“This is how I would have you write your life: in action. It is not enough to intend or consider, you must choose to act, often and ongoingly.” ~ Twyla Tharp

After the hectic rush of year-end, it’s time to take a deep breath and refocus. Opening the page on a fresh calendar seems an opportunity to turn over a new leaf as well. And it’s the dawn of a new decade* – all the more reason to set bold goals and resolutions.

But the idea of making resolutions seems more likely to be dismissed than embraced these days. Much of the disdain, I think, comes from a history of unmet promises and abandoned plans. Before you say: “Bah! Humbug!” to making or renewing your commitments – remember the lesson of Dicken’s A Christmas Carol – that transformation is possible, even joyous!

“He became as good a friend, as good a master, and as good a man, as the good old city knew, or any other good old city, town, or borough, in the good old world. Some people laughed to see the alteration in him, but he let them laugh, and little heeded them.”
~ Charles Dickens, A Christmas Carol

This week (in addition to seeing a lovely stage play of A Christmas Carol), I’ve been reading Twyla Tharpe’s new book, Keep it Moving. In it, she advises that we focus on a pledge, rather than a goal. A pledge, she says, is “a distillation of your life’s work in action.” It is manifest in all the choices you make and has no end point. You should be “striving to reach it, always trying to refine, hone, and improve your choices to better fulfill it.”

I’ve found that advice encouraging as I’ve been honing my vision, commitments, and goals for the new year. I haven’t yet captured the pledge that underpins them, but I think Twyla Tharp is right in saying that none of these intentions are real until I take deliberate action on them. I’m quite aware that an accumulation of small accomplishments and new habits will make a difference for me, so I’ve taken time to set them out and ensure they are both aspirational and achievable.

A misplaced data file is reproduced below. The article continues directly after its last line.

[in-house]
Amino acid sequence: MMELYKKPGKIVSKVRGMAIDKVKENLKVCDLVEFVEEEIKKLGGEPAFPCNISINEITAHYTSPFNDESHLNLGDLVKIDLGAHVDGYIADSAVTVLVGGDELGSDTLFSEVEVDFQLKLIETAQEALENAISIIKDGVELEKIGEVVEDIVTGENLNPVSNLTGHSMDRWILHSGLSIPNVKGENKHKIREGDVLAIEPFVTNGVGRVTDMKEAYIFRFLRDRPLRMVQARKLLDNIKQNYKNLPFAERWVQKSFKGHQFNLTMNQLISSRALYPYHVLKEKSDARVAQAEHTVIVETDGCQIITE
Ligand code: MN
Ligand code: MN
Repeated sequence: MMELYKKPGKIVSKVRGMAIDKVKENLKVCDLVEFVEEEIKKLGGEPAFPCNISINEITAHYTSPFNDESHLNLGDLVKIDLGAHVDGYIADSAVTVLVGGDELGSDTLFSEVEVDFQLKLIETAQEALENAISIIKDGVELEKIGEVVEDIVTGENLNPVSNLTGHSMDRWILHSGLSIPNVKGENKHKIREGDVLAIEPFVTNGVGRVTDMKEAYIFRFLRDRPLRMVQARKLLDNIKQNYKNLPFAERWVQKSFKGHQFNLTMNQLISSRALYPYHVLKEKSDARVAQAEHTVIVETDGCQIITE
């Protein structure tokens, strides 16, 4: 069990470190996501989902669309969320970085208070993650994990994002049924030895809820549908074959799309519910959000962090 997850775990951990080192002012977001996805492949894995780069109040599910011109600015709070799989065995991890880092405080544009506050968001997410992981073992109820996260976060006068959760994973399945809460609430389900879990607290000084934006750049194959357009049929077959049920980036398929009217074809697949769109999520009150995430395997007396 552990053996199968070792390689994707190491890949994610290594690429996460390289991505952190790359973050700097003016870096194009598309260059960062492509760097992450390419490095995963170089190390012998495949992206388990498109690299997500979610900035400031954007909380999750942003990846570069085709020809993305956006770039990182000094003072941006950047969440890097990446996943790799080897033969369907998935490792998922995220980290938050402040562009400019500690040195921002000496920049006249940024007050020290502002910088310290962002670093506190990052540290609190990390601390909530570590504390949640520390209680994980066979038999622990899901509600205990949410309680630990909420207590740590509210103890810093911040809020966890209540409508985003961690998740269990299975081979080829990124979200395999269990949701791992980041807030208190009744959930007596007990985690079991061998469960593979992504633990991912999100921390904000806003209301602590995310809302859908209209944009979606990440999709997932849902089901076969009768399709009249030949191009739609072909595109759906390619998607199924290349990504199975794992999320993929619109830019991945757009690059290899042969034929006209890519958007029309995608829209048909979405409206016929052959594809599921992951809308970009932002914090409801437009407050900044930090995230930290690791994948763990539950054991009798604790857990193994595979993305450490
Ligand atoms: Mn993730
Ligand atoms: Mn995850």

For me, this is an empowering exercise, even though I can look back over last year and see missed opportunities as well as accomplishments. Among Tharp’s pearls of wisdom is this additional truism: we can imagine ourselves differently.

If you, too would like to start out the year with a positive vision and – more importantly – a concrete plan for making that real, I have curated some food for thought for your musings and resolution-making. My best wishes to you for the new year!

If you need a sounding board or support for making your L&D resolutions or plans (individual or department-wide), I would be pleased to collaborate with you. Sign up for a free half-hour consultation about your goals and challenges.  Appointments available through February 7.  Sign up here or email me.

Recommendations for making resolutions


* There’s some argument about when the decade starts. Regardless of which interpretation you hold, let’s call this year a good place to make a start, either launching or preparing for the new decade. What will the 2020s bring for you?